All “good” Muslims pay zakat and zakat funds terrorism.
The Five Pillars of Islam (arkān al-Islām أركان الإسلام; also arkān al-dīn أركان الدين “pillars of the religion“) are five basic acts in Islam, considered mandatory by believers and are the foundation of Muslim life. They are summarized in the famous hadith of Gabriel.
They make up Muslim life, prayer, concern for the needy, self purification and the pilgrimage. They are:
- Shahadah: declaring there is no god except God, and Muhammad is God’s Messenger
- Salat: ritual prayer five times a day
- Zakat: giving 2.5% of one’s savings to the poor and needy
- Sawm: fasting and self-control during the holy month of Ramadan
- Hajj: pilgrimage to Mecca at least once in a lifetime if one is able
- Those living without means of livelihood (Al-Fugharā’), the poor
- Those who cannot meet their basic needs (Al-Masākīn), the needy
- To zakat collectors (Al-Āmilīyn ‘Alihā)
- To persuade those sympathetic to or expected to convert to Islam (Al-Mu’allafatu Qulūbuhum), recent converts to Islam and potential allies in the cause of Islam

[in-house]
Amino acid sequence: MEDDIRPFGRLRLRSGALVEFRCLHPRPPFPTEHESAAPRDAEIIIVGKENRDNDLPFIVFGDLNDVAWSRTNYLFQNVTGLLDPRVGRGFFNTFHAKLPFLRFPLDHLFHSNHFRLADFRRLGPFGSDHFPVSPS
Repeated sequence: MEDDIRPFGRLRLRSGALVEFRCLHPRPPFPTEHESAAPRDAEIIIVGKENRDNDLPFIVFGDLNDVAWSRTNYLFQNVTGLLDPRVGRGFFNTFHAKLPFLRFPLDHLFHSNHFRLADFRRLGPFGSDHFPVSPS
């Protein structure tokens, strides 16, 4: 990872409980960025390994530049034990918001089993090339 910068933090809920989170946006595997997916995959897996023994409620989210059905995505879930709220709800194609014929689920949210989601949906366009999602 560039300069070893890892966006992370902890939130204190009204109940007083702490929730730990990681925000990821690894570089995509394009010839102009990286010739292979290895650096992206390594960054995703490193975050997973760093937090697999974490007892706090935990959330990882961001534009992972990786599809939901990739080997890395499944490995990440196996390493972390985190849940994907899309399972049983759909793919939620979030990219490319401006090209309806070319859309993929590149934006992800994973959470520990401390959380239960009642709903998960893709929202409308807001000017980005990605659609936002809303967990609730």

- To free from slavery or servitude (Fir-Riqāb), slaves of Muslims who have or intend to free from their master by means of a kitabah contract
- Those who have incurred overwhelming debts while attempting to satisfy their basic needs (Al-Ghārimīn), debtors who in pursuit of a worthy goal incurred a debt
- Those fighting for religious cause or cause of God (Fī Sabīlillāh), Islamic warriors who fight against the unbelievers but are not part of salaried soldiers
- Wayfarers, stranded travellers (Ibnu Al-Sabīl), travellers who are traveling on an Islamic goal but cannot reach their destination without financial assistance http://en.wikipedia.org/wiki/Zakat#Recipients